Imagine these scents put together: cabbage, tobacco, roses, and green tea. If collage means, as Wangechi Mutu said, “to embrace…discord with ease,” such a clash of scents qualifies.
Now free associate. A restaurant in Paris. A secret garden. Gauloises. A beautiful Chinese girl. There’s the beginning of a narrative:
During World War II, a man joins the French Resistance. Soon he must quit his job as a waiter at Le Petit Chou to hide out in an abandoned rose garden. Late at night. Liang Sha (hostess at Chou) brings him Gauloises, until …
This is kind of how I think of a Serge Lutens perfume. The 71-year-old French “architect of dreams” (as one perfume website calls him) creates the most coveted of niche perfumes.
I’m just a rookie perfumista, so I’ve only tried a bit of Lutens and found it too edgy for me————-so far. But then, his perfumes might be an acquired taste, which unfortunately it takes a lot of cabbage to acquire.
Still, I’m fascinated by the creativity in his work, the daring and imagination. His photographic images have a collage-like quality——–I couldn’t find the attributions, but some are his photos, others are styled by him. Like many of his fragrances, they feature strange, startling juxtapositions.
Here is Lutens’s description of how he creates a perfume, which he likens to “assemblage” in general and Picasso’s bicycle/bull in particular:
“I’m seized by an urge…I’ll use metaphor to explain…Taking the bicycle as my subject, I remove the handlebars and saddle and put one on top of the other. Assembled like that, they suddenly form a bull’s head and there I am, a bullfighter waving a red cape.
“I plunge in the banderillas, and the blood flows…This assemblage of elements, still part of a bike, races towards an “Olé”, which calls Coltrane to mind…”
Actually, Picasso’s “bicycle bull” is a stark, simple image, while a Lutens perfume is mysterious and complex————but call it perfumic license.
Let’s take a look at an actual Lutens perfume, the recently released La Fille de Berlin, The Girl from Berlin. Read about this on Lucky Scent, and it comes out like this:
“a creature of the decadent 1920s in Berlin: a sleek-legged, smoky-eyed femme fatale…Marlene Dietrich crooning… “Falling in love again, never wanted to… What I am to do? I can’t help it. ”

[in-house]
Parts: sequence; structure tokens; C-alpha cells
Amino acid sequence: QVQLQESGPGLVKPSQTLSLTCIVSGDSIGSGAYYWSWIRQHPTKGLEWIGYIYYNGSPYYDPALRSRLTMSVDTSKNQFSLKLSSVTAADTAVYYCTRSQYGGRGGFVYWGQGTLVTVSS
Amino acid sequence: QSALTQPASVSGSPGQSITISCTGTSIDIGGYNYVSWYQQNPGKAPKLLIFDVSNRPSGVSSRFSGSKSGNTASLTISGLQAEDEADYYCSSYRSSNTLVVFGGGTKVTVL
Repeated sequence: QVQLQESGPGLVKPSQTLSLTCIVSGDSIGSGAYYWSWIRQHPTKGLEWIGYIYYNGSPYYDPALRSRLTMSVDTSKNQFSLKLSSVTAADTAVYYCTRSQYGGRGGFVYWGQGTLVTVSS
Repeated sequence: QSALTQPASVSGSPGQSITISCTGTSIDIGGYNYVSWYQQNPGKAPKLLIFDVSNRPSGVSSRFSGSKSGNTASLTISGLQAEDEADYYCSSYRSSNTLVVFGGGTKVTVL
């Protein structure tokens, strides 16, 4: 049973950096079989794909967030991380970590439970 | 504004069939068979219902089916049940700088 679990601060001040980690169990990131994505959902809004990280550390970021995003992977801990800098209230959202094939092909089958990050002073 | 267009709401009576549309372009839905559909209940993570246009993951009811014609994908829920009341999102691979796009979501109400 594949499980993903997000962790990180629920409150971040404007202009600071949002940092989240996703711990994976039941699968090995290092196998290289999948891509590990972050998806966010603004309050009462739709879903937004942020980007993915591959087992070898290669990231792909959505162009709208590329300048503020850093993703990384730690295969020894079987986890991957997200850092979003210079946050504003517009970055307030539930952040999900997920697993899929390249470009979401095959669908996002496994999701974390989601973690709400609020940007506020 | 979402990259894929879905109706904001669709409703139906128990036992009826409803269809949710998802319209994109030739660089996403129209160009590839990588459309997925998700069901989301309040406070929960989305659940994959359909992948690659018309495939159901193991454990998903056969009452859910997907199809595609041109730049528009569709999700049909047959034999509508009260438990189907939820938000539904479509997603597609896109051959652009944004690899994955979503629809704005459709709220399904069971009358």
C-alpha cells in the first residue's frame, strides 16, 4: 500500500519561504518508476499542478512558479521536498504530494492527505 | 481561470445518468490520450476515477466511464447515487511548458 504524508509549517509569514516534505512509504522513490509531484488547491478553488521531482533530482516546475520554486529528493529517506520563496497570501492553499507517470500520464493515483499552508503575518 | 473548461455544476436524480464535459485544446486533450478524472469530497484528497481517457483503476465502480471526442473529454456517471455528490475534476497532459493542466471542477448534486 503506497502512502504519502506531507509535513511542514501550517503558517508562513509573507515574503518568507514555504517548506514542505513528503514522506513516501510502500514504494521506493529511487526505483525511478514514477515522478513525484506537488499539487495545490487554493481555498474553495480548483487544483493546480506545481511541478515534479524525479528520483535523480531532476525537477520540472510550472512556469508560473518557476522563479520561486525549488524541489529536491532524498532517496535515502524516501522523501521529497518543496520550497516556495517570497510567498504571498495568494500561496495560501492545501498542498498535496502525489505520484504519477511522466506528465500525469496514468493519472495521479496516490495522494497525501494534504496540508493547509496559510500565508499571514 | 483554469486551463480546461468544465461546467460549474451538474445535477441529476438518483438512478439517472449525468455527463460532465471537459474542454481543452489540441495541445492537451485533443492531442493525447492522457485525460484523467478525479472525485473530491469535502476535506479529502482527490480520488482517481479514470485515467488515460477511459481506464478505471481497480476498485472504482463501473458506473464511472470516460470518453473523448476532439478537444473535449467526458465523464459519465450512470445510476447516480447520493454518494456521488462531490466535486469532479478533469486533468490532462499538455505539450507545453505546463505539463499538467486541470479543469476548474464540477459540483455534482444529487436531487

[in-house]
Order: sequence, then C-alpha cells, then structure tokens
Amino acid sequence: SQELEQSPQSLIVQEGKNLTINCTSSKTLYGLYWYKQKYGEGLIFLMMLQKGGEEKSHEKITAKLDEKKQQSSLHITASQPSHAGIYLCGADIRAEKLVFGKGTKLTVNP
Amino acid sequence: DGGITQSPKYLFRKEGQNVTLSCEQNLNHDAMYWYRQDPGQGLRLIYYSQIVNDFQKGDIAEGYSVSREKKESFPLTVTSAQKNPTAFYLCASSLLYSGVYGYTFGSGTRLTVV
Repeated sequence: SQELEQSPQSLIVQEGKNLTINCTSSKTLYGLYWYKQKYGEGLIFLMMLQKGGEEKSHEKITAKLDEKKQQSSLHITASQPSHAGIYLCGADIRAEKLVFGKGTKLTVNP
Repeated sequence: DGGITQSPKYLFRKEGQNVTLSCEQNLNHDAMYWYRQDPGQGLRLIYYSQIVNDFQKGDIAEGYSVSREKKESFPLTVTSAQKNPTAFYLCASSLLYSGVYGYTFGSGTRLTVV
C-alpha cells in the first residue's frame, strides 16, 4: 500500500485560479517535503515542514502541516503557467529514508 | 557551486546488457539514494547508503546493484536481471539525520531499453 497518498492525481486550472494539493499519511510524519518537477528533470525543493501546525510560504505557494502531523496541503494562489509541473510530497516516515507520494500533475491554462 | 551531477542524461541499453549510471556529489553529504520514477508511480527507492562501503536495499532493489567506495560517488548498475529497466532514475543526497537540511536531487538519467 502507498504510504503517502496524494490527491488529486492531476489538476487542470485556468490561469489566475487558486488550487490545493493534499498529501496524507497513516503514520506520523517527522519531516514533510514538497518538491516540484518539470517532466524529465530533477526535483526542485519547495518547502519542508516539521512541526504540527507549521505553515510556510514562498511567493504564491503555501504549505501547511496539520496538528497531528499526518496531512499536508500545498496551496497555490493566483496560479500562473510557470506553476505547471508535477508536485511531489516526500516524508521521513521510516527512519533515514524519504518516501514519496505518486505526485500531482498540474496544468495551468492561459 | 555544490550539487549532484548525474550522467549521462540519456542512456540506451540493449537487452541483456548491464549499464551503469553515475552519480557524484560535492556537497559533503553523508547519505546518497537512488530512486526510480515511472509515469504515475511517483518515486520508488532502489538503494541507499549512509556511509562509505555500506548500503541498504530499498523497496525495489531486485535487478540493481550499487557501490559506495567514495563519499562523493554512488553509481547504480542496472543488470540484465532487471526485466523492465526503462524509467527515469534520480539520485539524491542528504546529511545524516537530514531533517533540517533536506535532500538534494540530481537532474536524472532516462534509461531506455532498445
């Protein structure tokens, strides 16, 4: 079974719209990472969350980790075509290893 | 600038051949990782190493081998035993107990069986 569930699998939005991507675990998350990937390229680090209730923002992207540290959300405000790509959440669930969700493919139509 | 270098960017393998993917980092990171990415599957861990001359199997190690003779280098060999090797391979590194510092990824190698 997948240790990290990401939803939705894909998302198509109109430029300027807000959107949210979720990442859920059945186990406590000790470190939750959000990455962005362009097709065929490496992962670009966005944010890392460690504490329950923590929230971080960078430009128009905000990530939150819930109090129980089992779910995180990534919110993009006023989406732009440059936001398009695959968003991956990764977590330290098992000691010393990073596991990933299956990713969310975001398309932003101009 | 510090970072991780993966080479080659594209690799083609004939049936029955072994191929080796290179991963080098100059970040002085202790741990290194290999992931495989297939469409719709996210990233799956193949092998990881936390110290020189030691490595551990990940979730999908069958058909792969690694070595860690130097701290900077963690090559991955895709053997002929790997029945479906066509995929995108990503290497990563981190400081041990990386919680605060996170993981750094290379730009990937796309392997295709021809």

The Lutens website gives a different narrative: ” She’s a rose with thorns, don’t mess with her.” The actual inspiration was apparently different from both these versions: a book called “A Woman in Berlin,” about the Russian occupation of the city after the Second World War.
As reported by Now Smell This, Lutens elaborated on this gritty inspiration: ” …the scent was about finding beauty in the darkness and persevering through adversity with strength and humor, as women in postwar Germany had to do, when they were as plundered as their cities by occupying forces meant to restore order.”
Actual ingredients used to tell this story? Well, Lutens and his co-creator Christopher Sheldrake aren’t giving too much away, listing only the “easy discord” of rose and pepper. Reviews mention violet, amber, and musk.
The effect, as reported by Mark Behnke at Cafleurebon: “…almost brutal to experience. Within this olfactory cat-of-nine tails there is sublime beauty to be found….”
So exactly how does this “scent collage” produce these effects? Is it the exact mix of ingredients? The suggestibility of the perfumista? Part of it is biological chance. A perfume changes with the body chemistry of each wearer—-it’s the original interactive art form.
Perfume is the most intangible and unpredictable of collages.
So far, I haven’t been able to get a sample of “La Fille de Berlin.” So till then, I’ll just have to imagine.
A girl in Berlin who doesn’t look like Marlene Dietrich. A cheap cafe where everything tastes like cigarette smoke. A cat lurks. Warmth of a cup of tea. On the table, fallen rose petals…